With hospital admissions increasing, why aren't medical staff numbers going up?

A case of "too many cooks spoil the broth".

Recent news regarding a 37 per cent increase in emergency hospital admissions comes as no surprise. There has been significant advancement in diagnostics and management intervention over the past decade and beyond and hence people are simply living longer. Many individuals suffer from chronic conditions where relapses occur and do so frequently. A patient with ischaemic heart disease may present regularly with chest pain, a patient with chronic bronchitis may present with a chest infection and someone with diabetes may be admitted with excessively high blood sugars. Therefore patients are admitted to hospital to achieve optimisation of their clinical state and appropriate care to see them through the acute phase.

Having worked in the NHS for five years I am for one proud of the care we deliver – this may be a biased opinion but it is an institution we should be proud of and continue to support whole heartedly. One of its detriments however is the simple lack of its workforce. Hospital specialty teams are typically led by a consultant, a specialist registrar, and if lucky a couple of senior house officers and house officers. Of course not all members of each team are present at any one time in view of on call commitments, leave post shift work and additional training commitments which fall under the continuing medical education (CME) umbrella. Therefore it can prove quite a challenge to serve the ever increasing patient admission rate with a not so concrete workforce.

In 2010, the government introduced the NHS 111 service with its aim to eventually replace the current NHS Direct service by 2013. Individuals are advised to call 111 if:

  • You need medical help fast but it's not a 999 emergency.
  • You think you need to go to A&E or need another NHS urgent care service.
  • You don't know who to call or you don't have a GP to call.
  • You need health information or reassurance about what to do next.

(Available from www.nhs.uk)

According to the website’s section entitled "How does it work?", the service is manned by "fully trained advisers supported by experienced nurses who will ask you questions to assess your symptoms, then give you the healthcare advice you need or direct you straightaway to the local service that can help you best."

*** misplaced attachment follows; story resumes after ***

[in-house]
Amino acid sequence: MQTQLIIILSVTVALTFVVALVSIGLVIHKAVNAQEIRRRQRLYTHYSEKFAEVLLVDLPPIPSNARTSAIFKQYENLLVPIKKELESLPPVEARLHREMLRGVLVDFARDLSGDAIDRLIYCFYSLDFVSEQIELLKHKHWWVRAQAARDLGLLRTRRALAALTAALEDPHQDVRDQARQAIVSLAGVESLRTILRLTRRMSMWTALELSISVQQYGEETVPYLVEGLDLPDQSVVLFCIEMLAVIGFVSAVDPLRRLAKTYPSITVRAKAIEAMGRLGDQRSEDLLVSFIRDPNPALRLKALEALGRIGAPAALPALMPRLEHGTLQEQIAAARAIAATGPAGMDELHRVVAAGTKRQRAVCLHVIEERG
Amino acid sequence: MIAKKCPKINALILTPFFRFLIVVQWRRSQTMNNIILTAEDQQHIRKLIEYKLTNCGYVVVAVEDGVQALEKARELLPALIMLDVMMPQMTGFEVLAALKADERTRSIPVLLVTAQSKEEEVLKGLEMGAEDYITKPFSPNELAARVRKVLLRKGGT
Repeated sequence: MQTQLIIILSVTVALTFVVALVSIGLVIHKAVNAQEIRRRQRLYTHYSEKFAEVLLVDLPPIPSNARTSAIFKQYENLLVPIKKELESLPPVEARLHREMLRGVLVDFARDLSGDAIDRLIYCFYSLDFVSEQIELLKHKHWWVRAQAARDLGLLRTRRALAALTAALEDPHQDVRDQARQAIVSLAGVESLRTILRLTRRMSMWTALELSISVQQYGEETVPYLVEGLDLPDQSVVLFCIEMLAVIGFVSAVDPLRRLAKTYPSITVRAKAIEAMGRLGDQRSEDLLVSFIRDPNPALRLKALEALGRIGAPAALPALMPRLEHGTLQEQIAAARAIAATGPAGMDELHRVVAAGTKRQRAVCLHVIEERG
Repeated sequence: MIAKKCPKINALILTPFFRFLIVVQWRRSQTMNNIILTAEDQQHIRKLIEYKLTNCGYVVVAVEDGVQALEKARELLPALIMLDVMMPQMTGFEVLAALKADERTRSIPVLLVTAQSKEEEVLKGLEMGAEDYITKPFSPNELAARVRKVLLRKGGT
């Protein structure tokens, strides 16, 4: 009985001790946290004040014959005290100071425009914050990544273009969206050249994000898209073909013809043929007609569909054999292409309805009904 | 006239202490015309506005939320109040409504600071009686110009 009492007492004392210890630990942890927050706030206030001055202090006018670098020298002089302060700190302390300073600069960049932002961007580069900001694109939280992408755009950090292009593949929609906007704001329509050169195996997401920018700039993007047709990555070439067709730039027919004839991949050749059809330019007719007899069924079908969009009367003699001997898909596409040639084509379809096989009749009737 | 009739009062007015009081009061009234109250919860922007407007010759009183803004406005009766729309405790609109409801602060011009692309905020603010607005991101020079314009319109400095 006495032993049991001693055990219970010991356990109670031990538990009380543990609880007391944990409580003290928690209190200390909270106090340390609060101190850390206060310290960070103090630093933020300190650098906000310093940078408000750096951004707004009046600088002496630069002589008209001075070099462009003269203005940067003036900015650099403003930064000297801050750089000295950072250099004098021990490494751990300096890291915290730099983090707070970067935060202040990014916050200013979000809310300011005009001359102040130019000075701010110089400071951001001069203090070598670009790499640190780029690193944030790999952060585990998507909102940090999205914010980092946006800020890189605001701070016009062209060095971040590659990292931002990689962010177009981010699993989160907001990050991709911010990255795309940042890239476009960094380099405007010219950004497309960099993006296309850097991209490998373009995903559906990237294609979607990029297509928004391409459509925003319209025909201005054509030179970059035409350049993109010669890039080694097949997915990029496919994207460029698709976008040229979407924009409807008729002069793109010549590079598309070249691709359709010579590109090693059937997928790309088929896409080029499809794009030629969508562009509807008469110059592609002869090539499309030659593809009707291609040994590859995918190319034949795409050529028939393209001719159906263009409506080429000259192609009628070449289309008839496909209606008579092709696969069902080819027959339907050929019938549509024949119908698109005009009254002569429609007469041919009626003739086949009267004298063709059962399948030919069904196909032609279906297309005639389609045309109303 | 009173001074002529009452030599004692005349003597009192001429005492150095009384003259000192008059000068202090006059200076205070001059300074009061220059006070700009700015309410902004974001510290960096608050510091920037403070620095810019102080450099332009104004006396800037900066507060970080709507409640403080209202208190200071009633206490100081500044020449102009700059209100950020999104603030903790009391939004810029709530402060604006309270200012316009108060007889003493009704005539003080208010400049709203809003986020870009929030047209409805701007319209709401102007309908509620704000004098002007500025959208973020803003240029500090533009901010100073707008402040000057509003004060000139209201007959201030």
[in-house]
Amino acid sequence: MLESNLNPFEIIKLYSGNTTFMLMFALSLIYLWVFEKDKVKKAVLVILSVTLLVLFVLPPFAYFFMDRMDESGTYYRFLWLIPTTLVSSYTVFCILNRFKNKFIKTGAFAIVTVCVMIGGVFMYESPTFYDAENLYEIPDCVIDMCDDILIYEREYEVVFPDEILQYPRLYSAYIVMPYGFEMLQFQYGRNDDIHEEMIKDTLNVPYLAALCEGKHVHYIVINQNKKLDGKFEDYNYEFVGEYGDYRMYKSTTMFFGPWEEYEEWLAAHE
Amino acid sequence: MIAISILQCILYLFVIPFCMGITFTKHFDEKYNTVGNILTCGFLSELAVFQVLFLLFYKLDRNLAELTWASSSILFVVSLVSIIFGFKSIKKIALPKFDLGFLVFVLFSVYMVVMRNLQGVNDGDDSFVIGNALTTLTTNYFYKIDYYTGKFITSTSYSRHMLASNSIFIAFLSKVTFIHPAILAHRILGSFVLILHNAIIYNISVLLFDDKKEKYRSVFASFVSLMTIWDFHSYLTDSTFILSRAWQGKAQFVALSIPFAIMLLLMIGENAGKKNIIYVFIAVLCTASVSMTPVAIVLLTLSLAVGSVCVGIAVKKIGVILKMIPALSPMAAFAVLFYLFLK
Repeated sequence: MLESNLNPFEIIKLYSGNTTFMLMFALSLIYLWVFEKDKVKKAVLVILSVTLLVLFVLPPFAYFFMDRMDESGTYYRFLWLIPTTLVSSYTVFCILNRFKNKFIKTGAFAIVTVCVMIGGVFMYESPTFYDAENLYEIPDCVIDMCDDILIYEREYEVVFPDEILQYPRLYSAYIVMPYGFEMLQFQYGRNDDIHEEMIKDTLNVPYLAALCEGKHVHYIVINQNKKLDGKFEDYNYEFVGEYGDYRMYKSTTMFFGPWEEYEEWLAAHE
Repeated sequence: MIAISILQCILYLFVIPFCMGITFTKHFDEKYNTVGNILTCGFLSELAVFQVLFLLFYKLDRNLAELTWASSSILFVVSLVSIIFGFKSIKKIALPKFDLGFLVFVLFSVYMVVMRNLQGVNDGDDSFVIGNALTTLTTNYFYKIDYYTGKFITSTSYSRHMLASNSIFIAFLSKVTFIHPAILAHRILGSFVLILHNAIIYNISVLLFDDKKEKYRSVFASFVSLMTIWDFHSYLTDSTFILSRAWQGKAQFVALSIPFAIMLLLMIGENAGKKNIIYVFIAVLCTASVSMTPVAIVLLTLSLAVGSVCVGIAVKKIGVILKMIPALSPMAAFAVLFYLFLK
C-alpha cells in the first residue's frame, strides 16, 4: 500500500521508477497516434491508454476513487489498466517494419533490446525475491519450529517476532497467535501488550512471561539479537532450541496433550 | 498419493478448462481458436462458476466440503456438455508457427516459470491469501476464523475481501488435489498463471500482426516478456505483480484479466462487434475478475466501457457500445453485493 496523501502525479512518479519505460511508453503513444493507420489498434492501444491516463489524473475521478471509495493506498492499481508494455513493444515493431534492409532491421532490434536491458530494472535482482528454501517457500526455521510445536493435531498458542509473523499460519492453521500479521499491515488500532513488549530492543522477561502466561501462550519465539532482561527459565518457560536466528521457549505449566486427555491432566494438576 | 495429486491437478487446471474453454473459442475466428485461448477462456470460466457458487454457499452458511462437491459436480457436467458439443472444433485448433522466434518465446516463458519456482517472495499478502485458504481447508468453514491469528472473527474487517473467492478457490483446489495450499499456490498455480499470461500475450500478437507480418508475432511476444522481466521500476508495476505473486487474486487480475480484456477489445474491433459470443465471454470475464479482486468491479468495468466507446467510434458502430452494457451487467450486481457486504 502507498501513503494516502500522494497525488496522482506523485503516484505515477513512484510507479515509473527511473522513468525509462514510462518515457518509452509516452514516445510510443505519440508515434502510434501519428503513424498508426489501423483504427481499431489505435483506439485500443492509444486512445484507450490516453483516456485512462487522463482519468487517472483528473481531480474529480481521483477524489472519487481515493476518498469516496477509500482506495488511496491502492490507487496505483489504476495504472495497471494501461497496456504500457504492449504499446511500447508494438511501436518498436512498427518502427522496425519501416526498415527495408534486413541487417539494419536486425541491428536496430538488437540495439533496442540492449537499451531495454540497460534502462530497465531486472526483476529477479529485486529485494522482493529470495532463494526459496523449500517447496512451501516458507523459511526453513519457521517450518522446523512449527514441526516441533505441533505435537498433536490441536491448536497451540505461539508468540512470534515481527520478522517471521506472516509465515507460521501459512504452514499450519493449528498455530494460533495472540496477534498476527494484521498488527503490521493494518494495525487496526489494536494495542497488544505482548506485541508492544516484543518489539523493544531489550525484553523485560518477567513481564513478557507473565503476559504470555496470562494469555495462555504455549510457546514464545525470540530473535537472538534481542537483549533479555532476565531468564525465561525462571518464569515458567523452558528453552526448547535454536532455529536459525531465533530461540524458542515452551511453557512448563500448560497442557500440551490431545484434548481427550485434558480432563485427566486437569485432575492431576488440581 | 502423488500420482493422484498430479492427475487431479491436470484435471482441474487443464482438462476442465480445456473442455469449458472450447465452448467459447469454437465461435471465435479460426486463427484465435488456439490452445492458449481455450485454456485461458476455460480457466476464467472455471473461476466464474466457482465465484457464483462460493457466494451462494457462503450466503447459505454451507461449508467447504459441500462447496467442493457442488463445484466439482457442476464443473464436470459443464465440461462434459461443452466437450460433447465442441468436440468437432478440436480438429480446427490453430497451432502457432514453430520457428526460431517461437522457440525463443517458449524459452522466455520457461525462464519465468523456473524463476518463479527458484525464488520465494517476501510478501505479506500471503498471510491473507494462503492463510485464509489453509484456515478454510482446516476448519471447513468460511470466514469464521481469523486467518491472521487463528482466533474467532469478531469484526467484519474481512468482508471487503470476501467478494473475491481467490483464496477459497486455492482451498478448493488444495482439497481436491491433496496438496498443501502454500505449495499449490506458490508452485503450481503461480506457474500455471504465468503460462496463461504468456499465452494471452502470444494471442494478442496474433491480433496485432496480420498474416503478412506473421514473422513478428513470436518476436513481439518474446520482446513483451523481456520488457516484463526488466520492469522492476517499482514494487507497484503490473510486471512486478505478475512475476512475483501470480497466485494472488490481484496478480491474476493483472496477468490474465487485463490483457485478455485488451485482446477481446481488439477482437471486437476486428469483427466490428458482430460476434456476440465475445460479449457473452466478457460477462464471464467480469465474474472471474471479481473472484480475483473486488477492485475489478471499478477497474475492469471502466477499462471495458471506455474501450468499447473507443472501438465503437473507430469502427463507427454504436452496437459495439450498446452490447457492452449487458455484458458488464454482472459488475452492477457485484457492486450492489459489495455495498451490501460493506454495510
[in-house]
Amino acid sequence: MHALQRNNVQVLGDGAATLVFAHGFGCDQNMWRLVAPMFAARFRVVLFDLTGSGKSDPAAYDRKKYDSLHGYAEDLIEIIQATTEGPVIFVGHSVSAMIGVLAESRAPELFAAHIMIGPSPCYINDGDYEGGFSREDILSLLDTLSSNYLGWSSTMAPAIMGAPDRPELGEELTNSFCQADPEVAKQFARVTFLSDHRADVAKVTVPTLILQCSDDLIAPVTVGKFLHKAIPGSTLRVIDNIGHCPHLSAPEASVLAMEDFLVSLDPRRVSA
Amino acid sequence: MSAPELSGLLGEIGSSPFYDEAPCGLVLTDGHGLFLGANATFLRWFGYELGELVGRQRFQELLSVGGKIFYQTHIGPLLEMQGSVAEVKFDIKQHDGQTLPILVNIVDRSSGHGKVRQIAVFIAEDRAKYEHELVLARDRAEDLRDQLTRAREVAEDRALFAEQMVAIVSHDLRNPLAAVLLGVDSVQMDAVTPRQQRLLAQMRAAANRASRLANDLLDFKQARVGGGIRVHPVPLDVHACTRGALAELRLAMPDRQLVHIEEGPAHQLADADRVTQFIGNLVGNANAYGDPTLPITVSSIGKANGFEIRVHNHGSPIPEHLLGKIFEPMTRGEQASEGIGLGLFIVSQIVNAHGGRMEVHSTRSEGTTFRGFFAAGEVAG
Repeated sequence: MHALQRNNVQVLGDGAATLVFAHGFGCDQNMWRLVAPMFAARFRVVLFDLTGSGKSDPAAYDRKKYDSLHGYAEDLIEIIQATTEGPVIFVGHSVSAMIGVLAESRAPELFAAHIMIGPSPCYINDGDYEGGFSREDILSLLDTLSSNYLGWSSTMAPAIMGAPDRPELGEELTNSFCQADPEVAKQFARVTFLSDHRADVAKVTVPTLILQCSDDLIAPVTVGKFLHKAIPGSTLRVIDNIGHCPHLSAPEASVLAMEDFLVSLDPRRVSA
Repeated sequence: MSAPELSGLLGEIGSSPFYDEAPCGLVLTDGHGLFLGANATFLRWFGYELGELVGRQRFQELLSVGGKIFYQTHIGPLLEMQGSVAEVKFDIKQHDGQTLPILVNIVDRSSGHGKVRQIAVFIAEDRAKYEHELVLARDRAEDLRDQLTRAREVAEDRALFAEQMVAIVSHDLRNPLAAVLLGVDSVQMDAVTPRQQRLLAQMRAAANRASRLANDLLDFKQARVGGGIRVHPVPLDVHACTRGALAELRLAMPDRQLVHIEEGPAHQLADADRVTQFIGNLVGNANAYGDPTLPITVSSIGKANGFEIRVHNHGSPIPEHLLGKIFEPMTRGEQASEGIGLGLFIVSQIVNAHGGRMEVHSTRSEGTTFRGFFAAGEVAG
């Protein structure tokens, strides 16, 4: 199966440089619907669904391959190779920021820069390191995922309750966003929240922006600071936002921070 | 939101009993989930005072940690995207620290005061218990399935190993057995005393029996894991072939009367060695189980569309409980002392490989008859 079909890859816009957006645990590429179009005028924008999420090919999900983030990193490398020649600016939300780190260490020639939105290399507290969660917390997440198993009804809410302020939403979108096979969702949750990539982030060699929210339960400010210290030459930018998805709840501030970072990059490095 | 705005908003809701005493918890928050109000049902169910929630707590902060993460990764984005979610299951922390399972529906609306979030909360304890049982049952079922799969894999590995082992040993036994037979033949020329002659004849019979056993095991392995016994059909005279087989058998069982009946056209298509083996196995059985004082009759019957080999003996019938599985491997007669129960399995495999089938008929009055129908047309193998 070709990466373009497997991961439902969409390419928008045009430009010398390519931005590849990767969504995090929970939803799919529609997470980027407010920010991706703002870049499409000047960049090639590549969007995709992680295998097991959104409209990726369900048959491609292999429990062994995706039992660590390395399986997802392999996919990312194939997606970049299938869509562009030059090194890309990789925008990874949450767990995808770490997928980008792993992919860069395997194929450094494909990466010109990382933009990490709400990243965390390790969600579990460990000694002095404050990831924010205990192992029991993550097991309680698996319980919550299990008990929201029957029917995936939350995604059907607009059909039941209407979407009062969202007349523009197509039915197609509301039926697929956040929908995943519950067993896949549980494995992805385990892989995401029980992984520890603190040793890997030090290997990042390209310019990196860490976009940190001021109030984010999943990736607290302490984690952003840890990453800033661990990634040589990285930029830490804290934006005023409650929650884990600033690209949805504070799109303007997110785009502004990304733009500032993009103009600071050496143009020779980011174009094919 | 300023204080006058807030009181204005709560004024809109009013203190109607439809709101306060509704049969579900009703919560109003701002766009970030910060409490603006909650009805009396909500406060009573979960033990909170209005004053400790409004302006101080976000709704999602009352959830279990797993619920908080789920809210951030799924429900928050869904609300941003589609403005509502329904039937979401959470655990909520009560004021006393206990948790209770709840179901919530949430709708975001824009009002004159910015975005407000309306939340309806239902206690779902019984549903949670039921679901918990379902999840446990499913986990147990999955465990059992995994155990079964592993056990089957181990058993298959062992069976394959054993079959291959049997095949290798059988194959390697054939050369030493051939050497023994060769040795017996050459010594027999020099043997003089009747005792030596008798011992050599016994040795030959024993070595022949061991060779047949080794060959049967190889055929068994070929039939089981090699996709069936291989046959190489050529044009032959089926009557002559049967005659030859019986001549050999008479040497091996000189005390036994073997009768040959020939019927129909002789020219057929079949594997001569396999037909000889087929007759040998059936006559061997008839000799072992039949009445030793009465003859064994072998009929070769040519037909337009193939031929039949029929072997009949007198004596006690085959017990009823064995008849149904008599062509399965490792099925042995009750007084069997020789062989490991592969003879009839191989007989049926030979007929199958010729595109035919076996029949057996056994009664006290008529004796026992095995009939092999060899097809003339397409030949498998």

Now I may be wrong, but if I was unwell no matter how severe I would personally choose to see a doctor in person and not talk to some random on the phone. Similarly if I chipped my tooth I would surely see a dentist and if I strained my hamstring playing football I would surely benefit by seeing a physiotherapist.

In the north west of London there are now plans to close four A & E units. The medical director for NHS North West London, Dr Mark Spencer, said: "hospitals here face considerable clinical and financial challenges." Now bearing in mind the rise in acute hospital admissions surely it doesn’t seem feasible to proceed with such plans?

Research by the Dr Foster group has shown an increase in patient mortality if admitted as an emergency over the weekend as well as higher mortality rates in hospitals with the fewest senior doctors available at the weekend. In response to these findings, the Royal College of Physicians is now working on plans to ensure consultant cover is present around the clock. We have of course all read about the apparent horrors of "Black Wednesday", the first Wednesday in August, where freshly faced junior doctors start working and have been deemed responsible for an apparent 6 per cent rise in emergency admission mortality. It begs the question therefore that if these juniors are responsible for such a killing spree why are seniors not actively training them from the moment they set foot in medical school to ensure they are fully capable and confident in dealing with acute medical and surgical problems instead of brushing them under the carpet and making them someone else’s problem.